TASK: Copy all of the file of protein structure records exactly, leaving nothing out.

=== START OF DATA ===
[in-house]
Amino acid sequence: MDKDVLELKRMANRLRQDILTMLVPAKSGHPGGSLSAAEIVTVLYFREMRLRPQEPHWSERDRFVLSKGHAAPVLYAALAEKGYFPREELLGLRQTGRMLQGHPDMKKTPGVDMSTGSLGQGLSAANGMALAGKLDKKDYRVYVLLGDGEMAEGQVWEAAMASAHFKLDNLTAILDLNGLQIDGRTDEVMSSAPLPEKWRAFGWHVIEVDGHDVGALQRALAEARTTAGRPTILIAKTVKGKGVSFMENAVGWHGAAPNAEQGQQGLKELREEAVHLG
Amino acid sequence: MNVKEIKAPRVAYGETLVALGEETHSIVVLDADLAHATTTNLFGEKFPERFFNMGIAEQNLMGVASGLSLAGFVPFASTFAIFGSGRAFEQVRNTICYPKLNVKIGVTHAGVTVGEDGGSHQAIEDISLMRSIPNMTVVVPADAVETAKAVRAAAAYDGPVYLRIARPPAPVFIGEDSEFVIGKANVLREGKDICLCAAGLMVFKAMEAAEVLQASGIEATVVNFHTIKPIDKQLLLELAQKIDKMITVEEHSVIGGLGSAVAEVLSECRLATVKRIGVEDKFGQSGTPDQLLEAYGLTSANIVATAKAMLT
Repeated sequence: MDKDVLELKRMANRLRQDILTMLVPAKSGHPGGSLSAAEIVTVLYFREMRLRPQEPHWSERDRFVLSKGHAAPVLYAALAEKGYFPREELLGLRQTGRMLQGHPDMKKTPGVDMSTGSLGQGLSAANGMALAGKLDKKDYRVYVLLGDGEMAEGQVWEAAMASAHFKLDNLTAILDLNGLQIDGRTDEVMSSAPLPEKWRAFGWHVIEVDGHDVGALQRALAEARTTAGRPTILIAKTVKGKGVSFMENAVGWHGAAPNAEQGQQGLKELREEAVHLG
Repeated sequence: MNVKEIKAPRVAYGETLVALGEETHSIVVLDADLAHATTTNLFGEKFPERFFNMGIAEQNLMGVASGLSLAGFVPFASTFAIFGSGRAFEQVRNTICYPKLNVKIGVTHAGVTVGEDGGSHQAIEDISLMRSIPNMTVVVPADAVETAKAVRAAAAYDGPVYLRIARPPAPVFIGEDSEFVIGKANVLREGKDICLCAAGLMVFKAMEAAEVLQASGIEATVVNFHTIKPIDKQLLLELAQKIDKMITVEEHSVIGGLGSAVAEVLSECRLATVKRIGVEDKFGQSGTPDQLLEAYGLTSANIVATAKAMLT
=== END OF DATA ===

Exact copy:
[in-house]
Amino acid sequence: MDKDVLELKRMANRLRQDILTMLVPAKSGHPGGSLSAAEIVTVLYFREMRLRPQEPHWSERDRFVLSKGHAAPVLYAALAEKGYFPREELLGLRQTGRMLQGHPDMKKTPGVDMSTGSLGQGLSAANGMALAGKLDKKDYRVYVLLGDGEMAEGQVWEAAMASAHFKLDNLTAILDLNGLQIDGRTDEVMSSAPLPEKWRAFGWHVIEVDGHDVGALQRALAEARTTAGRPTILIAKTVKGKGVSFMENAVGWHGAAPNAEQGQQGLKELREEAVHLG
Amino acid sequence: MNVKEIKAPRVAYGETLVALGEETHSIVVLDADLAHATTTNLFGEKFPERFFNMGIAEQNLMGVASGLSLAGFVPFASTFAIFGSGRAFEQVRNTICYPKLNVKIGVTHAGVTVGEDGGSHQAIEDISLMRSIPNMTVVVPADAVETAKAVRAAAAYDGPVYLRIARPPAPVFIGEDSEFVIGKANVLREGKDICLCAAGLMVFKAMEAAEVLQASGIEATVVNFHTIKPIDKQLLLELAQKIDKMITVEEHSVIGGLGSAVAEVLSECRLATVKRIGVEDKFGQSGTPDQLLEAYGLTSANIVATAKAMLT
Repeated sequence: MDKDVLELKRMANRLRQDILTMLVPAKSGHPGGSLSAAEIVTVLYFREMRLRPQEPHWSERDRFVLSKGHAAPVLYAALAEKGYFPREELLGLRQTGRMLQGHPDMKKTPGVDMSTGSLGQGLSAANGMALAGKLDKKDYRVYVLLGDGEMAEGQVWEAAMASAHFKLDNLTAILDLNGLQIDGRTDEVMSSAPLPEKWRAFGWHVIEVDGHDVGALQRALAEARTTAGRPTILIAKTVKGKGVSFMENAVGWHGAAPNAEQGQQGLKELREEAVHLG
Repeated sequence: MNVKEIKAPRVAYGETLVALGEETHSIVVLDADLAHATTTNLFGEKFPERFFNMGIAEQNLMGVASGLSLAGFVPFASTFAIFGSGRAFEQVRNTICYPKLNVKIGVTHAGVTVGEDGGSHQAIEDISLMRSIPNMTVVVPADAVETAKAVRAAAAYDGPVYLRIARPPAPVFIGEDSEFVIGKANVLREGKDICLCAAGLMVFKAMEAAEVLQASGIEATVVNFHTIKPIDKQLLLELAQKIDKMITVEEHSVIGGLGSAVAEVLSECRLATVKRIGVEDKFGQSGTPDQLLEAYGLTSANIVATAKAMLT